Henry Chavez, a senior at Trinity College told the group that he is from Boston — that college mecca — and he thinks a strong college town enables connections across campuses.
“It’s a setting where you can walk into the downtown area, walk into a coffee shop and you’re going to see students from a variety of different schools,” Chavez said. He’d also like to see something else he’s noted in Boston: collaboration on projects among students from different colleges.
“Friends who go to school at BC are doing a project with students from another institution,” Chavez said. “A lot of peer to peer academic work.”
Majcher said she and her friends also enjoy Boston because it’s “easy and cheap to get around” and there is so much to do within easy walking distance.
Developing a central directory for internships for college students and possibly securing funding for students who can’t afford a volunteer internship was another idea that came up. Several also suggested career days when local business people talked to students about their jobs.
Abi Rodriguez, a student from Capital Community College, said it’s important to make such events continuous and ongoing. It shouldn’t be, he said, “Oh welcome to this, see you never.”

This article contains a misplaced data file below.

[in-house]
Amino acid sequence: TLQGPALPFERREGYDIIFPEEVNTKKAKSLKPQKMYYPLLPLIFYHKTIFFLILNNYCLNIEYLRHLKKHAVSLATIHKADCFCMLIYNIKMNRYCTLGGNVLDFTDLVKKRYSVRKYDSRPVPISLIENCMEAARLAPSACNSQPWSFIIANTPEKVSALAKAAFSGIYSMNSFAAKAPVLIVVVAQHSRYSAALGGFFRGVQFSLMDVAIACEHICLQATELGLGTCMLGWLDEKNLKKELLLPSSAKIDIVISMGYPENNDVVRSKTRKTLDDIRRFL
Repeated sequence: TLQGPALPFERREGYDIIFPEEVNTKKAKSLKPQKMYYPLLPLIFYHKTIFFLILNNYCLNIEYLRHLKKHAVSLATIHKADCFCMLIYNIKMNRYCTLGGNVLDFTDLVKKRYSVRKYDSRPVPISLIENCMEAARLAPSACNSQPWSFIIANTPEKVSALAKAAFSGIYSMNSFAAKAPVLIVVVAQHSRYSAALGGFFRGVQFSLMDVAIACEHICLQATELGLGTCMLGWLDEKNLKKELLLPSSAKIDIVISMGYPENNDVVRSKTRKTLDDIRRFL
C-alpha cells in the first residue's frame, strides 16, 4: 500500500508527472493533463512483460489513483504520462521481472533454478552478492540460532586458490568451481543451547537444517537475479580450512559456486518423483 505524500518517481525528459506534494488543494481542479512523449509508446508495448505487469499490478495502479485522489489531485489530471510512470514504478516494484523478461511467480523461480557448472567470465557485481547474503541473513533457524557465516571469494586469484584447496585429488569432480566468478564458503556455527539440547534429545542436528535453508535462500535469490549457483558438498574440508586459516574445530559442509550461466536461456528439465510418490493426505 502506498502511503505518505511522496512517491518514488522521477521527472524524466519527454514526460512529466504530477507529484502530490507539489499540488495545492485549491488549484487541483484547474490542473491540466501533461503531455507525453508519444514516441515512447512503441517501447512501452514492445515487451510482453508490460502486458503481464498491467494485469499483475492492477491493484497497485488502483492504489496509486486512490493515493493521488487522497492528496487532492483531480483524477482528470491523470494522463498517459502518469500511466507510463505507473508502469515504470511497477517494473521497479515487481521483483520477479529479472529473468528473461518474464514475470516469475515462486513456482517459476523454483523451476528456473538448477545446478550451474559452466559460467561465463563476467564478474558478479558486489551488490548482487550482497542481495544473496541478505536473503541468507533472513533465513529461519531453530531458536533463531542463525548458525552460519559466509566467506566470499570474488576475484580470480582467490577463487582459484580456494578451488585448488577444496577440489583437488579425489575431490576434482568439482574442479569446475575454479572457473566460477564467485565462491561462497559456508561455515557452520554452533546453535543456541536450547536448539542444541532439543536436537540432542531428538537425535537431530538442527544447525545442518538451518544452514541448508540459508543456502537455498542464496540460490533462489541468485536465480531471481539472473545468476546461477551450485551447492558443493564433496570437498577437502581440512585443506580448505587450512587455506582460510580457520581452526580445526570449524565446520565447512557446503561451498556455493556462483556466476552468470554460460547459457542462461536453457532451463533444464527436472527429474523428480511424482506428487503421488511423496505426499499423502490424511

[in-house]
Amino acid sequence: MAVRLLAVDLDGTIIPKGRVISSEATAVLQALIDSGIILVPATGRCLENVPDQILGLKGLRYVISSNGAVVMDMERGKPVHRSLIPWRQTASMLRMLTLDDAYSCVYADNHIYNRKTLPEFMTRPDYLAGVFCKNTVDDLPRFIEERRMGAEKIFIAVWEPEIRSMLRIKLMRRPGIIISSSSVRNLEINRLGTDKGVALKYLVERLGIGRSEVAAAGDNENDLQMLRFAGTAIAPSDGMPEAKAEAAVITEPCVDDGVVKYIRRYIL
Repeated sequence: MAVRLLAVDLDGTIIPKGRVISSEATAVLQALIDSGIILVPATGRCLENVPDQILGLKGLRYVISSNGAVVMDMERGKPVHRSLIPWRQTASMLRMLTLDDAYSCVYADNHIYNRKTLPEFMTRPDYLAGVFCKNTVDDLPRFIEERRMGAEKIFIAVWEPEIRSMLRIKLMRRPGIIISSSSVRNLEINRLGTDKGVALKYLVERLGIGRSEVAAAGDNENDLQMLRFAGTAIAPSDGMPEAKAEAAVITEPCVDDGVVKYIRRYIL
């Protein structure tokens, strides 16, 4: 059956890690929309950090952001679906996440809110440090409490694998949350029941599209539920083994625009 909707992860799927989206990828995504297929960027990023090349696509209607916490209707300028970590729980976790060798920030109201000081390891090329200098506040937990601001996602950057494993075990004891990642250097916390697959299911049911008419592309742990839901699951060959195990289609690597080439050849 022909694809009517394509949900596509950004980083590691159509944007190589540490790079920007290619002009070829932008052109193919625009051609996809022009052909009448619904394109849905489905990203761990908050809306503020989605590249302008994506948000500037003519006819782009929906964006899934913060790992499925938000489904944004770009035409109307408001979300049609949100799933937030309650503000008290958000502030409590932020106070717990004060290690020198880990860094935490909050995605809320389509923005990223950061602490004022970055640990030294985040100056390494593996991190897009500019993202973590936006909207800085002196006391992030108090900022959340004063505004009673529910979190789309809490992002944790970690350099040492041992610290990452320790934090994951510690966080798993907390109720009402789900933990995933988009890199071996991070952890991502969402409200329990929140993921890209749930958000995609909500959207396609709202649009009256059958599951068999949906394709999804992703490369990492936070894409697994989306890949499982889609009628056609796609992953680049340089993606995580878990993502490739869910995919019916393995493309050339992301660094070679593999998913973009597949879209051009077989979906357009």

The group also brainstormed about ways to come up with cool spaces downtown, so students will want to hang out. Sugarman said that’s how the idea of turning Front Street into a pedestrian mall came up.
“Part of being a college town is that there is this sense of a ‘college happening,’ a ‘college scene,’ ” Sugarman said “For pretty much any colleges there’s a little scene. Boston is a big scene. We just don’t have that except now with UConn, we’re beginning to create that.”
One way to expand that scene, Sugarman said, might be getting rid of the cars on Front Street, installing kiosks and creating a pathway — perhaps even painting it red so it is easily identified or lighting it in a special way — up Front Street, past the plaza behind the Wadsworth with the “Stegosaurus” sculpture, to UConn Hartford and all the way to Bushnell Park.
Sugarman and others envisioned lots of food trucks in the area and a permanent Frisbee or soccer field at Bushnell park.
“We could use the whole area to create college scenes,” Sugarman said where people congregate and activity is always underway. “The greatest indication of a scene or happening is that it’s not necessary to go there to do anything. You just go there to be there.”
The group, which is just in its beginnings, hopes to come up with a preliminary plan over the next 90 days.
This article, written by Kathleen Megan, appeared in The Hartford Courant newspaper on November 19, 2017. The November 9 conference was sponsored by the Center for Higher Education Retention Excellence (CHERE) and the Hartford Consortium for Higher Education (HCHE) and held at the Hartford Public Library in downtown Hartford.